Why is the Stevenson University History Program so unique? Because we do these kinds of trips at no additional cost to the students. Because we spend lots of time together having fun, talking about history, and helping each other. Because we get to know each other really well, not just as professor and student, but as individuals as well. Because history must be experienced-- seen, tasted, smelled, and felt. Because history just can't be learned in a classroom.
CAPTION: Nine of the twelve history majors that made the trip stand atop the mount upon which Monticello was built. Great students, great scenery, and a great trip. (Photo by G.T. Johnston)
The Stevenson University History Program recently visited with the the National Park Service Historic Trades Preservation Center to learn about their apprenticeship program in the traditional trades.
Caption: Rodney Flora practices traditional masdonry as part of the NPS Traditional Trades Apprenticeship Program (TTAP). (Photo by NPS)
The Traditional Trades Apprenticeship Program (TTAP) came about through the realization that the National Park Service needs workers with specialized skills to preserve and maintain the buildings and structures in our national parks and historic communities. To help meet this need, TTAP (pronounced "tee-tap") was created.
CAPTION: NPS historic preservation team helps shore up the walls of a historic building by using exterior supports. Part of the Traditional Trades Apprenticeship Program training. (Photo by NPS)
Located in in Frederick, Maryland, about an hour away from Stevenson University, TTAP is unique within the nation. It provides hands-on training in historic preservation skills to people interested in pursuing a career in preservation with the federal government. During an intensive six-month apprenticeship experience, TTAP passes onto the next generation the skills that will allow the important work of preserving our cultural heritage to be continued. During a time when many of these skills and trades are becoming obsolete, TTAP teaches the traditional trades in their modern form, trades that require much of the same materials, tools, ingenuity, skills, and hard work that have been required for generations and can never be replaced.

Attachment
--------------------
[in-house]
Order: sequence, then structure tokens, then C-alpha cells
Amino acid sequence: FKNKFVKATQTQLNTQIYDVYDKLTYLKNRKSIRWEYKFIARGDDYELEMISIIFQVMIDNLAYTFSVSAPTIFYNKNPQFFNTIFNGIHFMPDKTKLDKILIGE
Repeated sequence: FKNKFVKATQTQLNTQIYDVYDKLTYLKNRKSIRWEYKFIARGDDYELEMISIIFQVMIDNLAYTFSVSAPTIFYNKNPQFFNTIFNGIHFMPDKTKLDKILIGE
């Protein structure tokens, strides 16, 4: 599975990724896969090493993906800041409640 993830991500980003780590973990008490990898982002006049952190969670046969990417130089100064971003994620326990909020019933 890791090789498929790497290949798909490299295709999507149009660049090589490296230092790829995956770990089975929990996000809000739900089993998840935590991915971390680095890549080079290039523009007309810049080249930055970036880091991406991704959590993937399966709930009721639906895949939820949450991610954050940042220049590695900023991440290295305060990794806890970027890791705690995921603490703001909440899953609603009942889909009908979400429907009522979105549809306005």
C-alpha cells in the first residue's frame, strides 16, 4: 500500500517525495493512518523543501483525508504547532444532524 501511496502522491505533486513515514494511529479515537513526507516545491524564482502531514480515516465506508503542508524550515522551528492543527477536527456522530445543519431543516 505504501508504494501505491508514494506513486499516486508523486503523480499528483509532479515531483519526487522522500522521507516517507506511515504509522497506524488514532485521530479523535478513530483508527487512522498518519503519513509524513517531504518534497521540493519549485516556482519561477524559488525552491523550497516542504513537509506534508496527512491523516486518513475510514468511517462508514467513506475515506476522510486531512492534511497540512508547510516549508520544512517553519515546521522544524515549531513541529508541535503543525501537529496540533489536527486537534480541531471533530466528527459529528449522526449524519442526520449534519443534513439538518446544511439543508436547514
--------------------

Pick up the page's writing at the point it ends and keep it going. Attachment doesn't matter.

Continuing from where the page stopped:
CAPTION: Stevenson History majors receive an orientation talk from Historic Preservation Training Center Senior Historical Architect, Tom Vitanza. (Photo by G.T. Johnston)
Trips like these are what the Stevenson University history program is all about. Yes, we do all of the standard classroom work in US history, but that is simply the work necessary to placing hands on experiences in the field within context. It is our program's job to introduce you to these experiences. It is your job to determine whether you would like to take advantage of those opportunities.